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In investing, one term that you may commonly hear mentioned is leverage. Essentially,
leverage is the act of borrowing money or taking on debt to finance an investment. Leveraged
investing takes several different forms and has various strengths and weaknesses, which will be
discussed in this article.
The primary strength of leveraged investing is that one can gain access to greater capital
than they otherwise would have. This enables investors to have greater upside on their returns, as
even moderate gains on the overall investment leads to extremely high returns on the capital the
investor provided. To see how powerful this effect can be, refer to the table below:

As illustrated above, using leverage increases the potential for returns significantly. However,
this increased potential is also true for losses.
The downside of leveraged investing exists for the same reason as its upside. With
leveraged investments, any decrease in value can also lead to far more significant losses than
what is otherwise possible. Here is the table for the same leverage assuming 5% annual declines.

As shown in the table, the risks on leveraged investments can be just as high as the rewards.
Additionally, gaining access to leverage often comes at the cost of high interest rates. Thus,
when investing using leverage, it is important to hedge your risk by finding lower interest rates
and making sure that your investment can provide a steady source of income.
Examples of leveraged investments
1. Margin trading
● Margin trading is when one borrows money through a broker to trade financial
instruments like stocks, bonds, futures, options, etc.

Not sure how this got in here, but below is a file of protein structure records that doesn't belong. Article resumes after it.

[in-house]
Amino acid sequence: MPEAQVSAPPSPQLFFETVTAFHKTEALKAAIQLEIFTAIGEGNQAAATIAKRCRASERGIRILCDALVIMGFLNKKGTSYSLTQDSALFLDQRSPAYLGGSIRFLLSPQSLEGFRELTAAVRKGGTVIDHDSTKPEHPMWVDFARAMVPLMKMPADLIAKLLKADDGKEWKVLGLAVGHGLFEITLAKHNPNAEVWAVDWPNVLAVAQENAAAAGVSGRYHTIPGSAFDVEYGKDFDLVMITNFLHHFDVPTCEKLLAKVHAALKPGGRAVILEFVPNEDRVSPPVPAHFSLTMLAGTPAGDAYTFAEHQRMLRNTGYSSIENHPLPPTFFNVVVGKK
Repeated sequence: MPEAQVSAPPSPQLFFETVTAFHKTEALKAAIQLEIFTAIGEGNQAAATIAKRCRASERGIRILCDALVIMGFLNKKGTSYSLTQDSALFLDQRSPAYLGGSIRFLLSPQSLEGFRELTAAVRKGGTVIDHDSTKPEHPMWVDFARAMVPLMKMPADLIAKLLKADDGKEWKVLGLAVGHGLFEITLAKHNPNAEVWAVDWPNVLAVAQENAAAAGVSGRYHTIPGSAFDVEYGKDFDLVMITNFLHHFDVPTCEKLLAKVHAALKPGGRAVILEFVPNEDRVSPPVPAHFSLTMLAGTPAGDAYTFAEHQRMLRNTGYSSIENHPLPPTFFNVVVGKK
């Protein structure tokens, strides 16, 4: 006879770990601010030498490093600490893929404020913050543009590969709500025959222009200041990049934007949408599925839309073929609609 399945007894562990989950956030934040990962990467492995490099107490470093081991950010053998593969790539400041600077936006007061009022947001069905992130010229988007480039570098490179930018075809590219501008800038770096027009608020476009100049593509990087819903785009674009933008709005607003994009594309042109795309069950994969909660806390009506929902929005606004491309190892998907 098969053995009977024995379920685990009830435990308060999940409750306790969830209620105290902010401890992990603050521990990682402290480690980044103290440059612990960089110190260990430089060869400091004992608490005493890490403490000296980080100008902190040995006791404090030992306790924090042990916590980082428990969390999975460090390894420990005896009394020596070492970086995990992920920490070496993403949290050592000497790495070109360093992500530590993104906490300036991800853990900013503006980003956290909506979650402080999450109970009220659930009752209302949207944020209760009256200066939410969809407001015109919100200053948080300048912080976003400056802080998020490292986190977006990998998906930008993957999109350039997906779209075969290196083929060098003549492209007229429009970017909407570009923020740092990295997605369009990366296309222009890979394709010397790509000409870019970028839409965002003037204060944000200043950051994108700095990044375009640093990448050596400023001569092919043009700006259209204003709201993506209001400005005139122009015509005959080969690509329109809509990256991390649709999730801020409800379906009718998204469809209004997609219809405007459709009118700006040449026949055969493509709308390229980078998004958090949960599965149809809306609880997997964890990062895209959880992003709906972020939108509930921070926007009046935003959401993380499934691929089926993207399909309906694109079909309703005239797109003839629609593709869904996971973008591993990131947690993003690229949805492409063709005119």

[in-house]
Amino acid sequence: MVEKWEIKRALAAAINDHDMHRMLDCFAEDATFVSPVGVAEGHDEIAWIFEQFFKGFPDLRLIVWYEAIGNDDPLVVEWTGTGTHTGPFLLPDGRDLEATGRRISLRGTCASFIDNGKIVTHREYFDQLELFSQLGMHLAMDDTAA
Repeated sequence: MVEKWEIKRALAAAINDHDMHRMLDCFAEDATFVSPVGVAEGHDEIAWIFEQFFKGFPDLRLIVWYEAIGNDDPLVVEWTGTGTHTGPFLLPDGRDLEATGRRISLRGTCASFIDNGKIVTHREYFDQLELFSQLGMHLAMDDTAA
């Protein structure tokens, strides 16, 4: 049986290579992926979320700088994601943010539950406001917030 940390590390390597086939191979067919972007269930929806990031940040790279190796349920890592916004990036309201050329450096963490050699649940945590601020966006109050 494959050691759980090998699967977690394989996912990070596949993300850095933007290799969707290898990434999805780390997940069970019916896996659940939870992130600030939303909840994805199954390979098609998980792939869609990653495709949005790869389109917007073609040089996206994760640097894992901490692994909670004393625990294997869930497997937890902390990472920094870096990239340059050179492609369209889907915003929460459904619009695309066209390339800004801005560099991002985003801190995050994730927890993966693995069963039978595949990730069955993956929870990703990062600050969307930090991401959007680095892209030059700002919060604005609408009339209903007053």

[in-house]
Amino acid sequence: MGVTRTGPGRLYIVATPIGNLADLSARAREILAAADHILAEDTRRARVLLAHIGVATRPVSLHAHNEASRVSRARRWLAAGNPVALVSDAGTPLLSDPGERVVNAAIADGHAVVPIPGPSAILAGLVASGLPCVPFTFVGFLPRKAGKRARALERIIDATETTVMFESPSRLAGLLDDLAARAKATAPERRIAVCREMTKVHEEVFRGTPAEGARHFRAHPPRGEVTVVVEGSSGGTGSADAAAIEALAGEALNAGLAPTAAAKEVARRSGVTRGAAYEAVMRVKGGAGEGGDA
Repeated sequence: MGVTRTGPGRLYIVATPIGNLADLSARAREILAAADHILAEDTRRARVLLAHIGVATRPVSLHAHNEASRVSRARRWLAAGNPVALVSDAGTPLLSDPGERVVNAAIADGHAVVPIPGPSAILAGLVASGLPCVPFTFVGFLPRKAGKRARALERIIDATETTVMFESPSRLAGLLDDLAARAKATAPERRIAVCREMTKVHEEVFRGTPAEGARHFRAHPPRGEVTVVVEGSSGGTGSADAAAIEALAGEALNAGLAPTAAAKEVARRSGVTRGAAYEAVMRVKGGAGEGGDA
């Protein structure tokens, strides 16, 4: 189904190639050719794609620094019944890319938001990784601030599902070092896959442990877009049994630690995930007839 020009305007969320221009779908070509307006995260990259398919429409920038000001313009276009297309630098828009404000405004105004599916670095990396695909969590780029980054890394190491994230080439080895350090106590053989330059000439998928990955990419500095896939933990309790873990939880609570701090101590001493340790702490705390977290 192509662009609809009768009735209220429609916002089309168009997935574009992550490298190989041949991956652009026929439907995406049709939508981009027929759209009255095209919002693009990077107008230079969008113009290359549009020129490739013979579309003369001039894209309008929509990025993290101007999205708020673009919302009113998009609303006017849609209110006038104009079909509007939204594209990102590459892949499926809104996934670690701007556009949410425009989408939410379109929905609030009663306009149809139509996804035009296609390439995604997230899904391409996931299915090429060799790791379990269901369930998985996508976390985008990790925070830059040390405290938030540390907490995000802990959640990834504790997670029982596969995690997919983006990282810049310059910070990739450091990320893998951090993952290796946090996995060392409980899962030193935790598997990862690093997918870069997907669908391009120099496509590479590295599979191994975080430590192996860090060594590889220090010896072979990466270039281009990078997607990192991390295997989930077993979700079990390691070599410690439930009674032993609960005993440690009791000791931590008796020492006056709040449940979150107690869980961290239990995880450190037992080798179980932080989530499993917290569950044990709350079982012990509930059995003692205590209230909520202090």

● Margin trading is very risky since interest rates are typically high and there is no
source of income other than dividends
2. Commercial Real Estate
● Purchasing commercial real estate is similar to buying a house with a mortgage
● The advantage is that some commercial real estate properties like multifamily
housing can be approved for loans relatively easily and for a low interest rate
● In addition to potential for appreciation, commercial real estate properties also
generate monthly cash flow in the form of rent
3. Leveraged Buyouts
● Commonly used by private equity funds, leveraged buyouts are when businesses
are acquired through the use of debt
● Leveraged buyouts offer similar advantages to commercial real estate in that they
can provide consistent cash flow in addition to value appreciation
● Interest rates can vary greatly depending on the business that is being acquired
Overall, leverage can be a very powerful tool when applied correctly in investing. However, due
to its inherent risk investors need to be especially cautious when deciding to invest with leverage.
Amadeo, K. (2019, June 25). How to Use Leverage in Investing, Business, and the Economy.
Retrieved July 21, 2020, from
Cassell, W., Jr. (2020, January 29). 3 Reasons to Invest in Multi-family Real Estate. Retrieved
July 21, 2020, from
Hayes, A. (2020, July 02). Leverage. Retrieved July 21, 2020, from
Twin, A. (2020, June 29). Margin Definition. Retrieved July 21, 2020, from


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